How to Invest Your First $10,000

Congratulations! If you’re reading this because you have your first $10,000 to invest, you are already far ahead of the average American, who has a mere $4,830 in their savings account (according to a study by MagnifyMoney). 

Give yourself a pat on the back for being above average, but know you are only just getting started on the path of building your net worth. The good news is the $10,000 can go a long way if you know what to do with it. Here are a few suggestions:

Scratch the Entreprenurial Itch

If you think you need a fancy corporate office and a big wad of cash to get your dream business started, think again. Many people have become wealthy by starting a side hustle with a modest initial investment.

Shark Tank investor Barbara Corcoran famously turned a $1,000 loan into a $66 million real estate empire. RXBar was started with $10,000 in savings and grew until it was eventually sold to Kellogg’s for $660 million. Tuft and Needle started with $6,000 in seed money, and now boasts more than $100 million in sales. Amazon and Apple both started out in garages.

Technology has made the world a smaller place, and social media offers efficient marketing channels that previous generations of successful entrepreneurs didn’t have. Dare to dream big, and great things are possible!

man dropping coin into jar

Invest in Stocks

Unlike previous generations, you don’t need a stockbroker to invest in stocks. You can purchase them yourself! Many online brokerages have recently eliminated fees, so not only is buying stocks easy, it’s also inexpensive.

Before buying any stocks, develop a plan based on your expected level of activity and risk tolerance. Decide how active you plan on being. If you are interested in short-term transactions, you may want to be active with trades. If you prefer a long-term approach, seek out investments that you’ll buy and hold.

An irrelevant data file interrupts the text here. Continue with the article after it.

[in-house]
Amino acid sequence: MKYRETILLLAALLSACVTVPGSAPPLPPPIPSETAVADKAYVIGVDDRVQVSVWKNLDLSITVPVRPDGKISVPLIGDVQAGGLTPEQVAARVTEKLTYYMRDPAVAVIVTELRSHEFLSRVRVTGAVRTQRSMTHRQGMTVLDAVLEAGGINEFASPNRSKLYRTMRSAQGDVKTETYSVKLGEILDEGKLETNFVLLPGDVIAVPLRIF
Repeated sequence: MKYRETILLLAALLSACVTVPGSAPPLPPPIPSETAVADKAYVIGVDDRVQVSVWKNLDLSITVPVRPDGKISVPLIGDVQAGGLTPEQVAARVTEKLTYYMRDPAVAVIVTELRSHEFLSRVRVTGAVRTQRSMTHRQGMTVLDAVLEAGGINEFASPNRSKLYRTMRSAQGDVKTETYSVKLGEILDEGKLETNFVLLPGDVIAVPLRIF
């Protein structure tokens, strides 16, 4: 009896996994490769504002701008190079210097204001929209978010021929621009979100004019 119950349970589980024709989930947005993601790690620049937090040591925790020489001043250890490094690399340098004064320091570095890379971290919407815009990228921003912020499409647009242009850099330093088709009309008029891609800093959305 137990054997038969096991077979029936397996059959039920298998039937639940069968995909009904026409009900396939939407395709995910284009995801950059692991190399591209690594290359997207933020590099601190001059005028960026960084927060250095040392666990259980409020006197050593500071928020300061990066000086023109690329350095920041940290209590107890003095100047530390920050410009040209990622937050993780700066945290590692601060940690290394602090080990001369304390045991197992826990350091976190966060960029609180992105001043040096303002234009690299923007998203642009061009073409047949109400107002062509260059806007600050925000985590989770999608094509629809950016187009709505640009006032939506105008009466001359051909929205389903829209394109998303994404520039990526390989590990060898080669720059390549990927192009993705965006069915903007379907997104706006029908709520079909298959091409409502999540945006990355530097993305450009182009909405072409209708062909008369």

Stocks are not only an effective way to build your net worth with an average annual return of six percent, but they’re also a fun way to own a small piece of a company that you believe in. Apple, Chipotle, Target and Disney are all well-known brands that have provided large returns this year.

If you aren’t risk tolerant or recognize your emotions may impact your decision making, then consider turning to an index mutual fund or exchange-traded funds, which bundle many stocks together. The S&P 500 index is also a low-maintenance option and has posted an average annual return of nearly 10 percent since 1928.

Open an IRA

If you have a long-term goal for your investment, consider opening an Individual Retirement account (IRA), especially if you work for a company that matches a percentage of your contributions. Failing to do so is like turning down free money.

You can also invest in an IRA through an online brokerage or financial advisor. Consider investing the maximum amount possible to lay the groundwork for your retirement savings and to lower your taxable income.

Many people choose a Roth IRA over a traditional IRA because you won’t be taxed on a Roth IRA when you withdraw money during your retirement. There are pros and cons to both that are for another discussion, but either type of IRA will help you build a significant nest egg. 

Delete Your Debt

While you may not think of paying off your high-interest credit card debt as an investment, doing so can set you up for future financial success. Carrying debt on an expense instead of an appreciating asset is bad for your financial health.

Many credit cards have interest percentages in the teens and even higher, which is essentially like a negative investment against your money. Eliminating this debt not only clears the negative line item from your ledger, but also clears your stress.

Paying off debt will improve your debt-to-income ratio, which increases your credit score and scores you more attractive interest rates in the future. The money that was going toward your credit card bill each month can be redirected to something else that positively impacts your net worth.

Choosing an investment strategy can be challenging, but getting started is the hardest part. Each day that your money isn’t invested is a wasted opportunity to build your net worth!

Which strategy you choose will vary depending on many factors including age, risk tolerance, investment time frame, and personal circumstances. If you find yourself with your first $10,000 to invest, these are just a few of many options for getting started early and maximizing the impact on your financial future.